EDMONTON, Alta. — The situation is nearing critical for cross-border cattle haulers, says Kim Royal, executive director of the Alberta Motor Transport Association.
“The situation will become critical in two to three weeks,” he said today.
Lay-offs such as those which began Wednesday at an Edmonton frozen food manufacturer, are not happening in the trucking industry, says Royal.
“Basically, the carriers are losing money because they’re not working to pay for their livestock trailers,” he explained. “The tractors and the drivers can be used to haul other things, but the trailers are livestock only.”
The lay-offs at the Edmonton company came Wednesday as the company lost most of its market to the U.S. ban on Canadian beef.
The Pasta Mill, an Alberta-owned producer of frozen pasta, laid off 100 of 134 employees at its north Edmonton plant.
About 85 per cent of the company’s business consists of exports to the U.S., according to operations manager James Stevens. Beef lasagna has been one of the company’s most popular products.
Meanwhile, the search for the source of the single mad cow disease case is ongoing. Canadian Food Inspection Agency (CFIA) officials have promised another 700 cattle will be killed and tested. The cattle come from six farms in Alberta, Saskatchewan and B.C.
Culling the herds is being done, in part, to reassure markets that Canada’s beef industry is safe. The new round of testing will bring the total number of animals slaughtered to nearly 1,100.
The CFIA is also awaiting results from tests on 49 animals from another Saskatchewan farm north of Lloydminster, where the infected cow may have lived.
Alberta’s $3.8-billion beef industry has been all but shut down for the past 10 days. Many auction markets have closed and hundreds of workers at packing plants and other businesses have been laid off.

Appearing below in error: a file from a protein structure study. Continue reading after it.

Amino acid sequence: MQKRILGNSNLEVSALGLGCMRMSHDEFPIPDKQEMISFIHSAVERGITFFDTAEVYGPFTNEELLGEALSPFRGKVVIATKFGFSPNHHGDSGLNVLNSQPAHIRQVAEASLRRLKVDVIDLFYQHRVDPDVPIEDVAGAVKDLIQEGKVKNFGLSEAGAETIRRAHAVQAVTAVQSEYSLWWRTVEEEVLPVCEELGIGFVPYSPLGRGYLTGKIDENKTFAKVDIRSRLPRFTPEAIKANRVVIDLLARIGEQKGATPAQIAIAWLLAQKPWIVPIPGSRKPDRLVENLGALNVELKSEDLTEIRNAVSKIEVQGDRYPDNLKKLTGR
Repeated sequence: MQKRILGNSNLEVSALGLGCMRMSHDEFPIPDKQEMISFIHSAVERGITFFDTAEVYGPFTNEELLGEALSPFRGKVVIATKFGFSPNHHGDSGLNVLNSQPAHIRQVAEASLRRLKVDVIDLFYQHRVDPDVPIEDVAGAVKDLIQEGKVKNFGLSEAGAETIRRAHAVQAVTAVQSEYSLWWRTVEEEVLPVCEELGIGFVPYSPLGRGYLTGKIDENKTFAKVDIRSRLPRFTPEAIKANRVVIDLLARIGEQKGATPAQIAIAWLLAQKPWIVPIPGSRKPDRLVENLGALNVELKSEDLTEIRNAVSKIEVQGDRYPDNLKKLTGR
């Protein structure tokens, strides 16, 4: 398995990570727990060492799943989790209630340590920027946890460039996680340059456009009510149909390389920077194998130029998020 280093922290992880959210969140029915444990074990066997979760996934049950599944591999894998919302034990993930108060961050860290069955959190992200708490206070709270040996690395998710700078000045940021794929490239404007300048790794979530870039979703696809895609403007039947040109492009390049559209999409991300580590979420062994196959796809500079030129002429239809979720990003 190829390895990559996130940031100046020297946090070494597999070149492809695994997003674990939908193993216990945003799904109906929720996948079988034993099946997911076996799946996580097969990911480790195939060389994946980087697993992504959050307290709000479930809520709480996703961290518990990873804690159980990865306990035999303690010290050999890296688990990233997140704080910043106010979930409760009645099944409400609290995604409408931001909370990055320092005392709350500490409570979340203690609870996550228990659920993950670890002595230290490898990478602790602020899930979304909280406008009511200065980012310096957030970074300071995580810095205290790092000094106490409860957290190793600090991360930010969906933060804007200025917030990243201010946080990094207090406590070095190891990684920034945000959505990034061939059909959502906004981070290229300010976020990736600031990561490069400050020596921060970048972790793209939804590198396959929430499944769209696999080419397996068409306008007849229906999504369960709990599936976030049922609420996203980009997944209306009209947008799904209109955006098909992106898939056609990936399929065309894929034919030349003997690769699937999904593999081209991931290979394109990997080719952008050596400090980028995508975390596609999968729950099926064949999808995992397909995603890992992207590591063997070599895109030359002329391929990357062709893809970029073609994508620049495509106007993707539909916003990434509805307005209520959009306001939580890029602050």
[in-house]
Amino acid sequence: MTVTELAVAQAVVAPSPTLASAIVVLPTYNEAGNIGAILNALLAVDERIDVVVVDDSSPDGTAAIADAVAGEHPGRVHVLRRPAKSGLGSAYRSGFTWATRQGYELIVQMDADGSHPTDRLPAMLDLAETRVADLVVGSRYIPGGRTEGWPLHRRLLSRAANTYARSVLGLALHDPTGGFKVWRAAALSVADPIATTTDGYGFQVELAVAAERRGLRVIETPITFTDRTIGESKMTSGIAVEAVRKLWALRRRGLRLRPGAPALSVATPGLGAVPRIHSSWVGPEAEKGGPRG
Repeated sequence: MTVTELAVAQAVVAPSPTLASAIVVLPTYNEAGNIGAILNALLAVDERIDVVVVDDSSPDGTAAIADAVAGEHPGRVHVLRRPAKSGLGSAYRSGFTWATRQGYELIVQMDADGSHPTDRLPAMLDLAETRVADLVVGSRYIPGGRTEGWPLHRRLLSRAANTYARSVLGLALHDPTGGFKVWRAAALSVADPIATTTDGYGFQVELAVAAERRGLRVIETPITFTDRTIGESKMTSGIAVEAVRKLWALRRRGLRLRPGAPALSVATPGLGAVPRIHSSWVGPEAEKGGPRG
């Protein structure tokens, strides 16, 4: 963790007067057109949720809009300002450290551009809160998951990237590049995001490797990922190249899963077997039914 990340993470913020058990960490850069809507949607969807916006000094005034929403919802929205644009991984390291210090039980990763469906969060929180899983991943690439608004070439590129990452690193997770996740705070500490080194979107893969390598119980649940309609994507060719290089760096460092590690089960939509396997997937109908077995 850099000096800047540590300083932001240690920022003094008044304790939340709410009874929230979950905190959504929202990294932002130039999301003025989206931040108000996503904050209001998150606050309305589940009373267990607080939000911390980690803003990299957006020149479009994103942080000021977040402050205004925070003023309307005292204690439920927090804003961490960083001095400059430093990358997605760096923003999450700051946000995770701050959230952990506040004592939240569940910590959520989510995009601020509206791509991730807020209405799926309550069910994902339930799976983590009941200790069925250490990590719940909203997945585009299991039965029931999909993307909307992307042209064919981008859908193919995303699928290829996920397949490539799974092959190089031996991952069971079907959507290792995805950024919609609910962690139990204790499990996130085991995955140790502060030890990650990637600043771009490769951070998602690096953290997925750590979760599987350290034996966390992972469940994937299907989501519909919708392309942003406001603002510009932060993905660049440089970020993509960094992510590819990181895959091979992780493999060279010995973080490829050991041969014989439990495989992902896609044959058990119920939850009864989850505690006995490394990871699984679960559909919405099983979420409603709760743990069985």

Premier Ralph Klein again called on the federal government Wednesday to waive the two-week waiting period for employment insurance benefits for workers laid off as a result of the crisis, as it did in Toronto during the SARS outbreak.
But federal Human Resources Minister Jane Stewart defended her decision against special consideration for those affected by the mad cow scare. The SARS exemption was for people who couldn’t leave their homes to get to their jobs, she said.
At the Pasta Mill, many workers found out Wednesday they will join the lines of the temporarily unemployed.
Safeway Select, a brand sold at Safeway stores in both the U.S. and Canada, is the Pasta Mill’s most prosperous partnership. Among their other partners are Albertson’s, A&P and BuyLow.
The company is now negotiating with the U.S. Department of Agriculture to establish protocols that would allow it to ship lasagna made with American or Australian beef across the border, said company owner Steve Parsons.
Johnston, president of the Alberta Food Processors Association, said if the U.S. border isn’t soon reopened, more jobs will be jeopardized.
– with files from the Edmonton Journal
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